These pain points are relatively easy to determine if you conduct some research and look at your target audience’s comments on your previous posts and social media. For example, if your customers are small business owners, they may be struggling with attracting foot traffic into their store, reaching customers beyond their local area, and bringing in more profits etc. Once you understand the pain points, you can create content to address these pain points and offer solutions in the form of your products and services. Don’t provide the complete solution on a blog post; instead, ask them to call you for more advice and assistance.
3. Understand the Buying Cycle
Customers go through a buying cycle wherein they discover a need for a product or service, perform initial research, investigate deeper with final research, and then make the purchase decision. This is known to inbound marketers as the ‘buyer’s journey’. Your content should target prospective customers who are in the initial research stage of the buying cycle.
To encourage them to convert, your content needs to address their requirements and pain points, provide workable solutions, and convey your recommendations in a convincing manner.
The idea is to build trust and impress upon the prospect that you know what you’re talking about. If your potential customers see you offer good quality and comprehensive advice, they’ll be more likely to get to the purchase stage of the buying cycle. You need long-form and well-researched content to convince customers to convert at this stage. They’re looking for educational material, so ebooks, white papers and industry research or reports are a good choice of content, and it may be prudent to include keywords like ‘troubleshoot,’ ‘improve’ or ‘solve.’ The more information they find in your article, the less likely they will be to look elsewhere and become distracted from the purchase decision.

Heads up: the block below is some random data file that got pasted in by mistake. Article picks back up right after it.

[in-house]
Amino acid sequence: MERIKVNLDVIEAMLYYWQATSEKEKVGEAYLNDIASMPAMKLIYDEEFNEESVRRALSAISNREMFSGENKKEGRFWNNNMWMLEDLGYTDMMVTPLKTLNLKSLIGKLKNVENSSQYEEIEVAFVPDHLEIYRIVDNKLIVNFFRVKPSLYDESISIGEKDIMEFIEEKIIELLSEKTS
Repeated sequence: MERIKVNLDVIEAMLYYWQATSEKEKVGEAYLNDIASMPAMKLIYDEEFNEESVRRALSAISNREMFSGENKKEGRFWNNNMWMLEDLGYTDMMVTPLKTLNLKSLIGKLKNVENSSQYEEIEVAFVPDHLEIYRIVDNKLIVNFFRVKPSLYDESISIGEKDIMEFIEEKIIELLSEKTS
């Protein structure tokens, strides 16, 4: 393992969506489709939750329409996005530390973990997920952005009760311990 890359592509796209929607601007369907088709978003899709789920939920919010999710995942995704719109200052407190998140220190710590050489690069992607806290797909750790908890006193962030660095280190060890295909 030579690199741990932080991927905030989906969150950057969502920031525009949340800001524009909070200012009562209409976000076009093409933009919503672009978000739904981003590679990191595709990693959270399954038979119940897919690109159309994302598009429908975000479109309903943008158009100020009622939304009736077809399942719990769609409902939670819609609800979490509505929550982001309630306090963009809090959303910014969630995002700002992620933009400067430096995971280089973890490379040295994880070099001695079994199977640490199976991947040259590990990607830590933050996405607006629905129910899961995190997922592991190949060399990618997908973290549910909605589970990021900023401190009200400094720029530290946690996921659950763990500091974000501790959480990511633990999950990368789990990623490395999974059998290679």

4. Readers Skim – Make it Easy for Them
Most people have short attention spans and they’re unlikely to read all of your content thoroughly – check your average session durations on your analytics but don’t be disappointed if they seem low! Most readers will skim through the article to get the gist of it instead of evaluating all the points written in it – so you need to format the article to suit skim readers as well as people who read carefully.
- Make sure all paragraphs are short with no more than 3 to 4 sentences.
- Use headings, subheadings, and bullet points wherever applicable.
- Add pictures related to the content that provides a visual explanation of the content in your article.
- Choose a clear and visible font.
Capitalize and highlight in bold words and sentences you want to draw attention to and make sure your call-to-action is eye-catching enough to nudge the customers towards a purchase.